I’ve often said that Apple’s priorities are consistent: Apple’s own needs first, users’ second, developers’ third.

This is correct but overly simplified, which was the correct tradeoff by John to not get lost in a tangent in his post. Developers aren’t third and users aren’t second.
Apple is first, Apple is second, Apple is third, Apple is fourth and Apple is fifth. Users might be sixth depending on which day of the week it is and developers aren’t even in the top 20.
It has a lot of Chappelle’s Show energy.

Cook said that lawsuits were in the back of his head, but what triggered the program was worry over small businesses during Covid.

I believe the problem that many run into recently, as do I, is that the words spoken by Apple’s leadership in interviews or keynotes in the past could generally be trusted and taken at face value. I do believe that they actually care about the user’s privacy, and try their best as they run into political limitations around the world. The blatant lies in broad daylight though, both under oath in court as well as in a few recent interviews touching on these and similar topics is reputational damage that will last a generation.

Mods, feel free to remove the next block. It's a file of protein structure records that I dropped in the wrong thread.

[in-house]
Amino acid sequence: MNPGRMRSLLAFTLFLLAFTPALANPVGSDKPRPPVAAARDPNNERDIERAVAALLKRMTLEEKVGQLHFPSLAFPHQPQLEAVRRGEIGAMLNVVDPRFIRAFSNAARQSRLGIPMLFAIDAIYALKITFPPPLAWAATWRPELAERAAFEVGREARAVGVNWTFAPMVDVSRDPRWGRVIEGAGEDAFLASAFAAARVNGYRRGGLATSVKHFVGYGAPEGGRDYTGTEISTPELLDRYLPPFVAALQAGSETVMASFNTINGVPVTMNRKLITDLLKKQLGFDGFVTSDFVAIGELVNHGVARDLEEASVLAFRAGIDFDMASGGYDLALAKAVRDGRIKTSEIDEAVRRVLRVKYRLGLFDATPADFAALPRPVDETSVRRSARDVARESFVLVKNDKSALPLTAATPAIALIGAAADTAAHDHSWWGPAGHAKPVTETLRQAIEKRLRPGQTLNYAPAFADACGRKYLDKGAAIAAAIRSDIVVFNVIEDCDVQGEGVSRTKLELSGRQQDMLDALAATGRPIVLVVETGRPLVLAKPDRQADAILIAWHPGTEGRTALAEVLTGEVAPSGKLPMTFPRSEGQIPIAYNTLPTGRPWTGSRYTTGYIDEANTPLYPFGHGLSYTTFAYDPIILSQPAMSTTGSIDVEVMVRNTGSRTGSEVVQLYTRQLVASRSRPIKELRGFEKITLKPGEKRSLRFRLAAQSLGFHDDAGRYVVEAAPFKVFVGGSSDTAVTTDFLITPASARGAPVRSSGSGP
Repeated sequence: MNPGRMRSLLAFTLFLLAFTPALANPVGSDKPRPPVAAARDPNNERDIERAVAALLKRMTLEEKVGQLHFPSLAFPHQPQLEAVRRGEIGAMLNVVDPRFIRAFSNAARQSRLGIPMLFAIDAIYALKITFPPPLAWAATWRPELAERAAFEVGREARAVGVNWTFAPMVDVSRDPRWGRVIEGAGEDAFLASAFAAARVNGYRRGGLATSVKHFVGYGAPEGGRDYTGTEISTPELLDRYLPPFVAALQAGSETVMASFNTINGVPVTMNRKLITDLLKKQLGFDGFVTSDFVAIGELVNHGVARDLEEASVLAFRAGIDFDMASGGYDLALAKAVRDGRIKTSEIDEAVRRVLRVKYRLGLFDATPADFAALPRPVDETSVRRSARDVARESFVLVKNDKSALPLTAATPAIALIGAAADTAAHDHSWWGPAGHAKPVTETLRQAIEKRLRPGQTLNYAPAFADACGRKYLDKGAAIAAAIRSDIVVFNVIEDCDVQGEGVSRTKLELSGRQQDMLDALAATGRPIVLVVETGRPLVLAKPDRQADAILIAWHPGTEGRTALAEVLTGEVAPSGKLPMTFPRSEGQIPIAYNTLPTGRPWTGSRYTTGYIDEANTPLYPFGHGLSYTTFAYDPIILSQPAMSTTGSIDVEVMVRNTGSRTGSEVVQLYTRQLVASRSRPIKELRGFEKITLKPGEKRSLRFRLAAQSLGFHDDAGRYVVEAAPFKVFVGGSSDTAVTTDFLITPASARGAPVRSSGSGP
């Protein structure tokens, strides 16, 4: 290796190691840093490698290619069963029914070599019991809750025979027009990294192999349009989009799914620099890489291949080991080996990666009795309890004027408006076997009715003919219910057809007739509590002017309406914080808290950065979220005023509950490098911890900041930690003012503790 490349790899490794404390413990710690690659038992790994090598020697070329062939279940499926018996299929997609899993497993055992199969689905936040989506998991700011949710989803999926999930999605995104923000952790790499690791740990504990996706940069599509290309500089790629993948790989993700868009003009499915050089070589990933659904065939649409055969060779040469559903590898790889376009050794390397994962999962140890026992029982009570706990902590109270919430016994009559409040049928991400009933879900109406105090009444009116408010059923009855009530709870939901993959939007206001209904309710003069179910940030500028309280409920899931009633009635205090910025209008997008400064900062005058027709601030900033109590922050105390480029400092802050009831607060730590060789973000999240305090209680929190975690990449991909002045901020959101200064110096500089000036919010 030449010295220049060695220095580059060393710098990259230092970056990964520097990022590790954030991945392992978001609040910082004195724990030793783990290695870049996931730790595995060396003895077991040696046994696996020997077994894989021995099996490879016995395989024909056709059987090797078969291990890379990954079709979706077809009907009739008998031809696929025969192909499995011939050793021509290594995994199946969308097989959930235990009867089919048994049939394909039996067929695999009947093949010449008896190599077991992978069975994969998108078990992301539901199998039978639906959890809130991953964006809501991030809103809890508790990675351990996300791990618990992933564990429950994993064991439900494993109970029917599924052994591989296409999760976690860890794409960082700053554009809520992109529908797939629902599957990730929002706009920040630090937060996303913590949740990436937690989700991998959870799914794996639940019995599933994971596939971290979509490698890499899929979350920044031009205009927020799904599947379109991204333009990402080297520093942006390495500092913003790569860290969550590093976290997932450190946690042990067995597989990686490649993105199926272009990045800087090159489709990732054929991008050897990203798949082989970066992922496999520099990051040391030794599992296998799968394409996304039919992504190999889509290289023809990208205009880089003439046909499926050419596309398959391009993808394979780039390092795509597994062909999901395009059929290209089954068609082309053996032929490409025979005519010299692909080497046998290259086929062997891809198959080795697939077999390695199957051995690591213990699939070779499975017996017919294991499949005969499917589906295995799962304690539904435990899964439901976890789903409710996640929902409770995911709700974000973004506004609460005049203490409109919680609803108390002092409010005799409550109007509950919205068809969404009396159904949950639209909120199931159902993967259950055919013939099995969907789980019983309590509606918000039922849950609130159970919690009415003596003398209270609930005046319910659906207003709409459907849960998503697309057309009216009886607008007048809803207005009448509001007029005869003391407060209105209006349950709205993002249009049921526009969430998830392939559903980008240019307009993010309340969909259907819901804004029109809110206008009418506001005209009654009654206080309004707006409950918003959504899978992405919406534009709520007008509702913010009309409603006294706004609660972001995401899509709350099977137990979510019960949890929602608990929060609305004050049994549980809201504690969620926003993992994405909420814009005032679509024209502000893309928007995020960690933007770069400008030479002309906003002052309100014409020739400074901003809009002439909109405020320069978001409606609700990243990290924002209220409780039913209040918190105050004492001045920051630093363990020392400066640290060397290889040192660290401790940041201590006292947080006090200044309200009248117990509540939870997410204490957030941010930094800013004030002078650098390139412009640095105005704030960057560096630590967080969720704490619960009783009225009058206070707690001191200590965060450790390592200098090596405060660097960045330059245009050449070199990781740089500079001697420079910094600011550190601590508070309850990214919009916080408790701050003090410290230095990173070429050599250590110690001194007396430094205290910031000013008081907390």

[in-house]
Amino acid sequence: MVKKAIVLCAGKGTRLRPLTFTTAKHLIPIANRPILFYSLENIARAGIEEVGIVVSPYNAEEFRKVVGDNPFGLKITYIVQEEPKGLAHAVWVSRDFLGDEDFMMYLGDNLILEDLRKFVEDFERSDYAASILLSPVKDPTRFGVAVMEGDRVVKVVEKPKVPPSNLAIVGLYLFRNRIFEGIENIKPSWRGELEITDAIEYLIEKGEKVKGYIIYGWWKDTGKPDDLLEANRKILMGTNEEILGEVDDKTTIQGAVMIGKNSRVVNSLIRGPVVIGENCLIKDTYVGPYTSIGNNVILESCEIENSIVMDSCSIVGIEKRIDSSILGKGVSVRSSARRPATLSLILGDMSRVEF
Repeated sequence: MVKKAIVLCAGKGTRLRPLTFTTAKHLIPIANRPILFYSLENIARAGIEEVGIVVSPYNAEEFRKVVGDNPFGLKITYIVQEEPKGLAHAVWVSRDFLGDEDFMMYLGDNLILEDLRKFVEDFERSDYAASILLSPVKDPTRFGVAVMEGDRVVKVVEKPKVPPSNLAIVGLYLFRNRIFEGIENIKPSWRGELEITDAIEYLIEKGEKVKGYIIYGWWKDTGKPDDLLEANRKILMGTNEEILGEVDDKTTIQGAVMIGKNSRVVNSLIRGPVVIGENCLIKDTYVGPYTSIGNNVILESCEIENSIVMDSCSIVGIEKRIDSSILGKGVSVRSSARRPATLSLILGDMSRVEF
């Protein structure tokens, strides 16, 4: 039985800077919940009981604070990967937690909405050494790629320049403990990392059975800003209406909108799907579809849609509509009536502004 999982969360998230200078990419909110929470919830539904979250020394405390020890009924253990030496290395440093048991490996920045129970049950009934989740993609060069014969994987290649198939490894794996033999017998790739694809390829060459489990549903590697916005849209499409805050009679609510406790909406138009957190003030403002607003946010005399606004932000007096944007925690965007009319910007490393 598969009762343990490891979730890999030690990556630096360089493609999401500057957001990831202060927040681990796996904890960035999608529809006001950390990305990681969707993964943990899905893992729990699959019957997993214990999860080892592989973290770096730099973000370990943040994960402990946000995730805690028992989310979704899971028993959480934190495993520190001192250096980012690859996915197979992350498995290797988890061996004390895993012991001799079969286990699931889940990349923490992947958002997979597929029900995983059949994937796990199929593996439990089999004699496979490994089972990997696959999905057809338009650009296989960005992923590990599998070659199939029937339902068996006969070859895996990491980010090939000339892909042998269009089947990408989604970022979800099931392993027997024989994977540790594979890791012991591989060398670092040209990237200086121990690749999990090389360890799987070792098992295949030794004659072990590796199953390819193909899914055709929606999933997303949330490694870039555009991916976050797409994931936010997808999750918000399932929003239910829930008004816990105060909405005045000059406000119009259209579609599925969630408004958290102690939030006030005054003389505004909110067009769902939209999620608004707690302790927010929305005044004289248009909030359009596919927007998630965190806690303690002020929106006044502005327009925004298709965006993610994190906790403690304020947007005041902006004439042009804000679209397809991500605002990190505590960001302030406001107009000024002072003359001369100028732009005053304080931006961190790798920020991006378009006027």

Just as a brief reminder, in the beginning of 2020 as everybody was running around losing their minds while trying to adjust to huge shifts of how they were going to live their lives, Apple decided that it was a good time to force as many apps as possible into adopting the in-app purchase system, which would ensure that they get their 30% cut from many things being forced to shift to online transactions pratically over night. Many people were unsure if and how they would be able to feed their families and while they tried to improvise as much as possible, as we all did, Apple either held app updates hostage over in-app purchase adoptions or threatened with removal from the App Store. Every other day a new story was shared by a new developer, big and small. I am convinced that Apple’s leadership team was well aware of what was going on at the time and had every chance to stop it, but they chose not to.

Here is the full quote, quoting the exchange:

Rogers also expressed doubt that Apple’s Small Business Program, which cut App Store fees in half for small developers, was made out of concern for small businesses during the Covid pandemic, as Cook testified on Friday. “That seemed to be the result of the pressure accrued because of investigations, of lawsuits,” Rogers said.

Cook said that lawsuits were in the back of his head, but what triggered the program was worry over small businesses during Covid.